I didn’t set out to be an entrepreneur. The image many of us have of entrepreneurs is that of young energetic twenty somethings out to change the world or to carve off their own piece of it. I am a 50ish woman with a very long history of working in large to midsize corporations but I haven’t lost that passion to change the world.
There are a few things that resulted in the entrepreneurial direction. First, I am a problem solver and a process geek with a passion for leadership development, strategic planning, and organizational outcomes. The second thing is I “met” the Malcom Baldrige Performance Excellence criteria in the early 1990’s. If you haven’t heard of it, a quick Google search will show you the best kept leadership framework secret.
As I reach the age where some are planning their path to retirement, my plan is to work in areas where my knowledge base continues to develop and to help organizations improve their organizational outcomes. Like many “mature” knowledge workers, I am not ready to park in a recliner and watch the world go by. I have many things left to do. So I started looking for ways to continue to work and thrive. I decided to solve a problem experienced many times throughout my corporate career. The problem is that many organizations struggle with effective strategic and tactical planning that remains “real” and relevant throughout the planning period. The resulting product integrates both passions described above, resulting in organizational planning software. I am having the time of my life doing this work and can’t imagine stopping.
An article was published in March by Fortune.com: “What it is like to Be an Older Woman Entrepreneur in Silicon Valley”. I admit to being horrified by the experiences of Anita Brearton and Sheryl Schultz whose advice is: “Don’t give up, no matter how many ridiculous, insulting things are said to you by the mostly male venture capitalists you will inevitably encounter”. I was saddened to read their experience, but not surprised. While the focus of the article was gender based and a real issue, I think there is merit in also looking at it as an age issue, impacting both genders.
As an entrepreneur with a year in the startup world, I have learned the following. The entrepreneurial ecosystem is designed to focus on young startups. This is important and I’m not suggesting there shouldn’t be a focus there. However, if you consider that retirement isn’t what it was for our grandparents and parents as companies eliminate retirement benefits, employee years of service decline, and the working model evolves to be “gig” based, turning to entrepreneurship is a logical solution for those who wish to continue their work careers. The problems being solved by these entrepreneurs are frequently identified due to many years of working experience and education. It’s a different approach to entrepreneurship than you see with startups founded by younger entrepreneurs, but viable and important. These entrepreneurs also bring a level of maturity and discipline important in a startup organization.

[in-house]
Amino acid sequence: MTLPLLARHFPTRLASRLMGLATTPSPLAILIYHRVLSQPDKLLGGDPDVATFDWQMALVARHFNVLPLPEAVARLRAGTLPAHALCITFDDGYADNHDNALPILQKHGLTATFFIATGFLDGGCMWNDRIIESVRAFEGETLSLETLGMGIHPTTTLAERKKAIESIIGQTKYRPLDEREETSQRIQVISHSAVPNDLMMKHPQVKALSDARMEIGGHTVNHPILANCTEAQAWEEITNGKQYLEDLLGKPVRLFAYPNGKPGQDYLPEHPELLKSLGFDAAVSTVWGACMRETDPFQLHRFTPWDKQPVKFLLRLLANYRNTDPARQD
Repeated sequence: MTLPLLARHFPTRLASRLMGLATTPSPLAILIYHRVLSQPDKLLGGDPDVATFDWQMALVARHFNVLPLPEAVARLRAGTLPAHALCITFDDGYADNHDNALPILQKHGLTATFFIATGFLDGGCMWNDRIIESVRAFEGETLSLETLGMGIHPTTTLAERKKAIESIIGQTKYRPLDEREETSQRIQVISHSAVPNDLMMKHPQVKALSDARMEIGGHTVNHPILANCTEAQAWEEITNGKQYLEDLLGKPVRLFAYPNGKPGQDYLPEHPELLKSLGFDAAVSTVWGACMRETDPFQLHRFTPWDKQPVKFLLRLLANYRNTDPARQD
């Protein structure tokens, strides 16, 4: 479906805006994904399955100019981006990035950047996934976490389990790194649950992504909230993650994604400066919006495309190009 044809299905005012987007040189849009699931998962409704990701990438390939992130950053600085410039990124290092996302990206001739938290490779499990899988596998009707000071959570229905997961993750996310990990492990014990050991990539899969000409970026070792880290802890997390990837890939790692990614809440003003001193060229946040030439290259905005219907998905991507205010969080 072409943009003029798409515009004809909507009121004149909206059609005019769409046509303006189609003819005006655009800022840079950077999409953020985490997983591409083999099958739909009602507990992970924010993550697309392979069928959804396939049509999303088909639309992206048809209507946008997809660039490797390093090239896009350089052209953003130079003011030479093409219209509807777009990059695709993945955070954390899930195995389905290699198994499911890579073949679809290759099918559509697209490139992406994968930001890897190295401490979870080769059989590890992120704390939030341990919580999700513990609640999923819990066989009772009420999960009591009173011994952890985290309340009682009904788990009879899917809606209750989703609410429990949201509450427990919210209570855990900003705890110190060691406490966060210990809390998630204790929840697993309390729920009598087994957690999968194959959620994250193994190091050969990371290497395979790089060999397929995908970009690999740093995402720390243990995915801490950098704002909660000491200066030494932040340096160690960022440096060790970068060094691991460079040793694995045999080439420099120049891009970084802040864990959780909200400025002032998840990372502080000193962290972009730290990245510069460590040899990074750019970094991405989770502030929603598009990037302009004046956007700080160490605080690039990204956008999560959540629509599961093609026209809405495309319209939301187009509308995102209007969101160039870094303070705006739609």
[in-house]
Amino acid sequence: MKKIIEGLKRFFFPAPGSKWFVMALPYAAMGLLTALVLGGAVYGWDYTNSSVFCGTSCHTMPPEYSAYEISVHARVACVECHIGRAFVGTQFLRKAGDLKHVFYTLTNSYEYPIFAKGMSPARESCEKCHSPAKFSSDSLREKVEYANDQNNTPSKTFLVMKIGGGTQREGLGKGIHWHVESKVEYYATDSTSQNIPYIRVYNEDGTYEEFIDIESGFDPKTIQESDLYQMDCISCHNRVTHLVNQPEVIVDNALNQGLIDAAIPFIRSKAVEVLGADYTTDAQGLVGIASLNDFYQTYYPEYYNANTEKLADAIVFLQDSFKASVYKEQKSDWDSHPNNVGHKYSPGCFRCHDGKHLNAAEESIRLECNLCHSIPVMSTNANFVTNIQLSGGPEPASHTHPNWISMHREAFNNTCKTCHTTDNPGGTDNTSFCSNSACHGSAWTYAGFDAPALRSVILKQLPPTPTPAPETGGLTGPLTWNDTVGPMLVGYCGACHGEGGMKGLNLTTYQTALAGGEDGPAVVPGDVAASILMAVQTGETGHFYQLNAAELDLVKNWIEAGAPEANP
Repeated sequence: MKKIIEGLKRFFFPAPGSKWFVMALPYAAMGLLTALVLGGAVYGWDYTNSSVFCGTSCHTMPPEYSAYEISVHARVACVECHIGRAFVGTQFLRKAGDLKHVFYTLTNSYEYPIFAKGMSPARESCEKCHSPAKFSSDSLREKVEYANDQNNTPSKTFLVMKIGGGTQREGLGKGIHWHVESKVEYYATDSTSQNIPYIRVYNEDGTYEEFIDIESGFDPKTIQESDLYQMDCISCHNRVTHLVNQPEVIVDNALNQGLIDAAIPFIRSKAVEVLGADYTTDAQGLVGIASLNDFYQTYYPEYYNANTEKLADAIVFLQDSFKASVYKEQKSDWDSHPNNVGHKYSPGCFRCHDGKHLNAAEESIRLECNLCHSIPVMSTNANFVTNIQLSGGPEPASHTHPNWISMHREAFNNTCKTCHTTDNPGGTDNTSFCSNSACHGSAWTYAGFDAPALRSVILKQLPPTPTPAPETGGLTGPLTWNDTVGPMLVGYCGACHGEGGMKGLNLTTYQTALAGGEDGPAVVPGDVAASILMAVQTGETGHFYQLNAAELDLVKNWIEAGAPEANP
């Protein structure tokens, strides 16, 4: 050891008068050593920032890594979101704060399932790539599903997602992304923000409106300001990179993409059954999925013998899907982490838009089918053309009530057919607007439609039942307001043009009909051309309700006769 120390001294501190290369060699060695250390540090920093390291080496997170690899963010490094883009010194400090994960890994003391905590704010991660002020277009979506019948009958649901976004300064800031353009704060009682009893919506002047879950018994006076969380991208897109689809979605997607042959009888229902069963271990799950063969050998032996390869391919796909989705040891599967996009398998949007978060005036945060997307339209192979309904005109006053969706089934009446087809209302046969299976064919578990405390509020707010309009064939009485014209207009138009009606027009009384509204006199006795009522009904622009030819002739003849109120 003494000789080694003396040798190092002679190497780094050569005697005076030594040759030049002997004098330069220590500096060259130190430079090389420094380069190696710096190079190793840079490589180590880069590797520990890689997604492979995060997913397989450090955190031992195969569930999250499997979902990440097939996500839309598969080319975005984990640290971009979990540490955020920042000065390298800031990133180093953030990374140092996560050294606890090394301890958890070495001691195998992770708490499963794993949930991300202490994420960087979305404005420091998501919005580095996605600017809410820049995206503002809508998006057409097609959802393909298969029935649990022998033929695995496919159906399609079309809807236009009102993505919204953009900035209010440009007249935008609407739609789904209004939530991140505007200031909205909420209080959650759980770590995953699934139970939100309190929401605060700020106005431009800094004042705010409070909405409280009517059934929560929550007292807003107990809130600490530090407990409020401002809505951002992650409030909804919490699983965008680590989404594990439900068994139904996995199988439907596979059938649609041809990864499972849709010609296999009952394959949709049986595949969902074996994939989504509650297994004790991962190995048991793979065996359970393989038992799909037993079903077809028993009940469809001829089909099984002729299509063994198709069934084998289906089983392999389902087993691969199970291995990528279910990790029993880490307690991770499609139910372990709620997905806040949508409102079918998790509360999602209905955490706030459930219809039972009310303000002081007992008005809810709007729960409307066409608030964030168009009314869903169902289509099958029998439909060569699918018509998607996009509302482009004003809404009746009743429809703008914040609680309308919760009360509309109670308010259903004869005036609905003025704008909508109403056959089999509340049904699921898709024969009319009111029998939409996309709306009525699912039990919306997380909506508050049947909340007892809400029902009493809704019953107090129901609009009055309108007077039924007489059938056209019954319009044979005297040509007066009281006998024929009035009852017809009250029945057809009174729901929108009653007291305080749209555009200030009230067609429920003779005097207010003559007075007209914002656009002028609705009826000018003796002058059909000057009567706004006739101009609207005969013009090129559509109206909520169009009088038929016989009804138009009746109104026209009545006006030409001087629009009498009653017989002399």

Kansas City has a robust number of resources for startups, but when you look into the focus of the programs, many are designed for the 20 something founder. I was fortunate to find BetaBlox, who took our company in even though it was not their typical company. We’ve had a wonderful experience there and continue to be very active in services provided. As we look to scale our business, we started identifying opportunities to increase the resources for late career stage entrepreneurs.
So here is the call to action to those who wish to offer entrepreneurial support to startups. Broaden the view of the archetype of an entrepreneur. Consider broadening the scope of programs and services offered to be inclusive of entrepreneurs of all life stages and experiences. Entrepreneurs have passion, energy, enthusiasm, and a desire to change the world. These elements are not age or gender bound.
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